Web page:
We’ve highlighted a fair amount of research on casual sex (see here) and hookups (see here) over the past couple of years. Although these studies are incredibly interesting, past researchers typically have not tracked people (and their hookups) over time to identify the factors that signal if hookups are likely to occur in the future. In a new article published in the journal Archives of Sexual Behavior, the researchers do just that, by measuring a range of characteristics among women when they first started college and then tracking their hookups across the next eight months (i.e., their first year of college).1
Nearly 500 newly-enrolled, mostly heterosexual, college women completed a range of measures at the beginning of the study, and then at the end of each month, the women reported on their hookups during that month. They were asked if they had engaged in oral sex (giving or receiving) and penile/vaginal sex with a “casual partner” defined as “someone whom you were not dating or in a romantic relationship with at the time of the physical intimacy, and there was no mutual expectation of a romantic commitment. Some people call these hookups.”
The researchers calculated overall hookup behavior across the year by adding the monthly tallies: 20-25% of the sample had hooked up (giving or receiving oral sex, or penile/vaginal sex) during the year, and for those who did hook up, they averaged 6 instances of giving oral sex, receiving oral sex nearly 4 times, and having penile/vaginal intercourse almost 7 times. The researchers then looked to see if the various factors measured at the beginning of the study predicted (a) whether the women ever hooked up during that year and, if so, (b) how many times they hooked up.
For the sake of brevity, here’s a summary of the strongest and most consistent findings in this study:
- Women who had hooked up before college were likely to continue hooking up once getting to college. Social psychologists are fond of saying that “past behaviors are the best predictor of future behaviors,” and that’s certainly the case when it comes to hooking up.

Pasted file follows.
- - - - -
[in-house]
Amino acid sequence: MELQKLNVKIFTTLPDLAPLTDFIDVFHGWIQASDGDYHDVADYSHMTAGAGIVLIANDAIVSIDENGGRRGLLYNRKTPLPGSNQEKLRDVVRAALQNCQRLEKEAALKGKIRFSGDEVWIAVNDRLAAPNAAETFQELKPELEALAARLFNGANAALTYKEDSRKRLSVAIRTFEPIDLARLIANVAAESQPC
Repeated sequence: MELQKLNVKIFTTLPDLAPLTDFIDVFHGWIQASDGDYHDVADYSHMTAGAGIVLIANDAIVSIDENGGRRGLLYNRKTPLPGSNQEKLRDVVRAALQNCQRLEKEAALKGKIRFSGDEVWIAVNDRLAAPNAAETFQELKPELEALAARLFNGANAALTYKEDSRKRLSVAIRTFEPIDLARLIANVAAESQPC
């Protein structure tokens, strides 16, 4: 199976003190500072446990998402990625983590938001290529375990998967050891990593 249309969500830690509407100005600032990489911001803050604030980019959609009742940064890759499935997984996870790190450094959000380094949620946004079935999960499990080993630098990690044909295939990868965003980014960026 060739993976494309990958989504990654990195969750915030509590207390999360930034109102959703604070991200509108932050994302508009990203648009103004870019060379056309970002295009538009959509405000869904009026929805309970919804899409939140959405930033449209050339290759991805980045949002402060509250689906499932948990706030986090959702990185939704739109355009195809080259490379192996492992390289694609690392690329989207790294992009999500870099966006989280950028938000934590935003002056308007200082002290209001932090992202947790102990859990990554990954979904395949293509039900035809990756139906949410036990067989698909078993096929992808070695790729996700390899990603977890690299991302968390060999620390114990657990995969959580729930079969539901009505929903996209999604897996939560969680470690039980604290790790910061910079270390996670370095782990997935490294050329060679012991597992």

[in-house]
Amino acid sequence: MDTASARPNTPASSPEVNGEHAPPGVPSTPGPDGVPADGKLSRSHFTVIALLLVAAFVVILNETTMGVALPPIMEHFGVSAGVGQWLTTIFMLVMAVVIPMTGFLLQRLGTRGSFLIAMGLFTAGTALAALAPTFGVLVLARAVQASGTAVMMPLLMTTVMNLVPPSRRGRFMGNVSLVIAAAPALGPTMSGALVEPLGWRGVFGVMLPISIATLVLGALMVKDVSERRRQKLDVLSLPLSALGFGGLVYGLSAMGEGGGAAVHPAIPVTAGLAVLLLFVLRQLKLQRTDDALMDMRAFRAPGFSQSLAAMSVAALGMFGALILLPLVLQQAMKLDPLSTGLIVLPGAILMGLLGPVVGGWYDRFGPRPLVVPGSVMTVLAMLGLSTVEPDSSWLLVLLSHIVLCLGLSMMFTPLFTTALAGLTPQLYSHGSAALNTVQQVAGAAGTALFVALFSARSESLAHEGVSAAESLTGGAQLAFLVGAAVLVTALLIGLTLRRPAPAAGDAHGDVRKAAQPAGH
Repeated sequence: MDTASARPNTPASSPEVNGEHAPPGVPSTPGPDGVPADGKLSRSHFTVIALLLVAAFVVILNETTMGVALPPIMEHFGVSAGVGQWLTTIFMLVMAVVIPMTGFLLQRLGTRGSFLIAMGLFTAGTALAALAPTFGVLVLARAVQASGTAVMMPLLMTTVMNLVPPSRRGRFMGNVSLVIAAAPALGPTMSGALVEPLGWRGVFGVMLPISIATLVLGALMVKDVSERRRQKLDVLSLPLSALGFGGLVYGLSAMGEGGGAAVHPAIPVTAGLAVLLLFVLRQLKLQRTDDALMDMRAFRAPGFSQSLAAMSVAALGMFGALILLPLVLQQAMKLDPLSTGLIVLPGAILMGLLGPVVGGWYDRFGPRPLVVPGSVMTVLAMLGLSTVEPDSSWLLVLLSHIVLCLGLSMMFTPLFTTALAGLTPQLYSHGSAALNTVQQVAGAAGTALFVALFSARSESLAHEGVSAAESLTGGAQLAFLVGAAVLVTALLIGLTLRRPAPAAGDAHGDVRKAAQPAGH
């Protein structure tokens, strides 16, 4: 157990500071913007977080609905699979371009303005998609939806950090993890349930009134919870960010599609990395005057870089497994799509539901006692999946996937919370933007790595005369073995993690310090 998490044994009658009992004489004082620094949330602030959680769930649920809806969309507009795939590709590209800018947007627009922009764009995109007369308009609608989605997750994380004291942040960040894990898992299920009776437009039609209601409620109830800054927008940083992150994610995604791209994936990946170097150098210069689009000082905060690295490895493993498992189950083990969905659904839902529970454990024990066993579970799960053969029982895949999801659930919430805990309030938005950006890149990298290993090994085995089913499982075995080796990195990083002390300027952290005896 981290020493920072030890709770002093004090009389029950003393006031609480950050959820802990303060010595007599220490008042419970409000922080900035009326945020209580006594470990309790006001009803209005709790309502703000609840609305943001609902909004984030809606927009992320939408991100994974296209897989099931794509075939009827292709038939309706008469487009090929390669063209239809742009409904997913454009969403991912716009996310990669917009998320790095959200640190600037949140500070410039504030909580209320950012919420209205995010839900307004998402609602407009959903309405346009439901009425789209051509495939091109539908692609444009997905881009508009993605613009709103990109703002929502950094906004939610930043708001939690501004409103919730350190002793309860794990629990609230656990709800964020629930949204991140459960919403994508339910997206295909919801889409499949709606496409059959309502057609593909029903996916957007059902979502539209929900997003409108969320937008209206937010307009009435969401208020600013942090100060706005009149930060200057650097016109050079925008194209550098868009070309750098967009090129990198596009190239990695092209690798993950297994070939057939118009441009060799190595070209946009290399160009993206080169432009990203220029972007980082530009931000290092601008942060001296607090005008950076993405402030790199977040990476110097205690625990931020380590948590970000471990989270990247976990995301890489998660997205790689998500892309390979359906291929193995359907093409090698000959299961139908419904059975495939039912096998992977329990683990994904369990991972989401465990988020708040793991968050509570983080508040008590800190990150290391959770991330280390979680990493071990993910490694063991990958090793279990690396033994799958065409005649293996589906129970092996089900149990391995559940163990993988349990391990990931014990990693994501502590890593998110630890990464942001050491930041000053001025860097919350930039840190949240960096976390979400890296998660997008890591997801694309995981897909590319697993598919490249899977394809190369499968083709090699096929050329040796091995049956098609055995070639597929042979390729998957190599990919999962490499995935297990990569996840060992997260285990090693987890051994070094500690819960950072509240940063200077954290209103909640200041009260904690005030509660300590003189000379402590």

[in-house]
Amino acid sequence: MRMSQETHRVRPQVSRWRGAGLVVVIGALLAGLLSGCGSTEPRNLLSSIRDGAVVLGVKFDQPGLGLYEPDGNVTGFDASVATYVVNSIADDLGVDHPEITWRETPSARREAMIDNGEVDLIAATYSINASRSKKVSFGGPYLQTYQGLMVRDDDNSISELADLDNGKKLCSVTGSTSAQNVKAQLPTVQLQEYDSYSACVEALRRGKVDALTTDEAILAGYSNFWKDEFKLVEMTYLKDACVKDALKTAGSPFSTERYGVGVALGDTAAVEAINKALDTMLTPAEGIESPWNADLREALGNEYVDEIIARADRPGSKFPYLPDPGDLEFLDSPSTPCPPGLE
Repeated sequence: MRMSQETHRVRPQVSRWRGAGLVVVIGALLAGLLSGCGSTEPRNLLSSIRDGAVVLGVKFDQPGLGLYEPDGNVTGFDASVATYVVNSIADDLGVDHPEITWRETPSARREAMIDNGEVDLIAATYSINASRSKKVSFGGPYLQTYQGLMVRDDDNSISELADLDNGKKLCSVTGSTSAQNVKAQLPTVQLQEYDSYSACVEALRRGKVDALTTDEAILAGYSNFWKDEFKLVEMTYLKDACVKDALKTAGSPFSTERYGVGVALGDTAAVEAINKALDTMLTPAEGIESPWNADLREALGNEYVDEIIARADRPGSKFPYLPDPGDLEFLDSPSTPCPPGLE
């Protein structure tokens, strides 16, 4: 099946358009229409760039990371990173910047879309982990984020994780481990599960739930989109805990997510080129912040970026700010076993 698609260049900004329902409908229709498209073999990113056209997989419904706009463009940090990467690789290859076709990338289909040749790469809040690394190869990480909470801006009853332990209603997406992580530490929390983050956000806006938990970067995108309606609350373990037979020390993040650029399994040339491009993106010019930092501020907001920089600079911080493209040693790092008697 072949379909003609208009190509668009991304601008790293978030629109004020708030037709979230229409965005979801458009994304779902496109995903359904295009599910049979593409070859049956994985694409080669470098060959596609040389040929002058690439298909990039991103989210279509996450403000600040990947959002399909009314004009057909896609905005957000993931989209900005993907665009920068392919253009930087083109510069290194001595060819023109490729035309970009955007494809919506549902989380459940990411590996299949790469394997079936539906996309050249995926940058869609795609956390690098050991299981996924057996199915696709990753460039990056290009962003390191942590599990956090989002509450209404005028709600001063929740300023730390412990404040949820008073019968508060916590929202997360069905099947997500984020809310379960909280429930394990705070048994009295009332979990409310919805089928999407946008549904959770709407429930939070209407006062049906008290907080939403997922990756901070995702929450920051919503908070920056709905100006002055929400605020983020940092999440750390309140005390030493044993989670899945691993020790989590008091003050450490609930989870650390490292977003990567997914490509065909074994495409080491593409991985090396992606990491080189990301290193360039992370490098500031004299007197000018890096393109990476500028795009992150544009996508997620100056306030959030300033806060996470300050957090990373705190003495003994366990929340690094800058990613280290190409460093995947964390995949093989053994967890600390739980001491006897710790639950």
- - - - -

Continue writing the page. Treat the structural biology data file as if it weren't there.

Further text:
- When inhibitions and self-control are decreased (see more here), the odds of hooking up increase. In support of this idea, binge drinking and marijuana use were consistently related to more hook-ups.
- Intending to hook up (i.e., making the decision prior to college that hooking up is something you want to try) was strongly associated with following through (though not with the overall number of times they hooked up; just that they ever did it).
- Women who tended to pay attention to their friends’ behaviors and compare themselves to their peers were more likely to hook up (similar to the above, this effect was only for ever doing it, not the overall number of hookups; it’s possible that they try it once but didn’t enjoy it).
- People who put themselves in situations where hookups occur (parties/bars; where others are hooking up; around attractive people who want to hookup) were more likely to follow through.
- Being in a committed relationship did not keep women from hooking up with new partners, nor did it increase their chances of hooking up. Essentially, relationship status was a non-factor.
- Other than religiosity, which was consistently related to fewer hookups, other personality variables were inconsistent predictors at best. Essentially, there’s not a personality profile of women who hookup, at least with respect to the variables assessed in this study.
The power of this study is that it identifies the factors associated with casual sex and hooking up over time, such as intentions and past behaviors related to hooking up, party situations and substance use, and comparing oneself to friends. However, it doesn’t address important issues like the positive or negative outcomes related to hookups. Are there psychological benefits to hooking-up? Do women tend to regret hooking up (and if so, what types of hookups are the most regretted)? This study leaves these questions to other researchers.
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1Fielder, R. L., Walsh, J. L., Carey, K. B., & Carey, M. P. (in press). Predictors of sexual hookups: A theory-based, prospective study of first-year college women. Archives of Sexual Behavior.
Dr. Le’s research focuses on commitment, including the factors associated with commitment and its role in promoting maintenance. He has published on the topics of breakup, geographic separation, infidelity, social networks, cognition, and need fulfillment and emotions in relationships.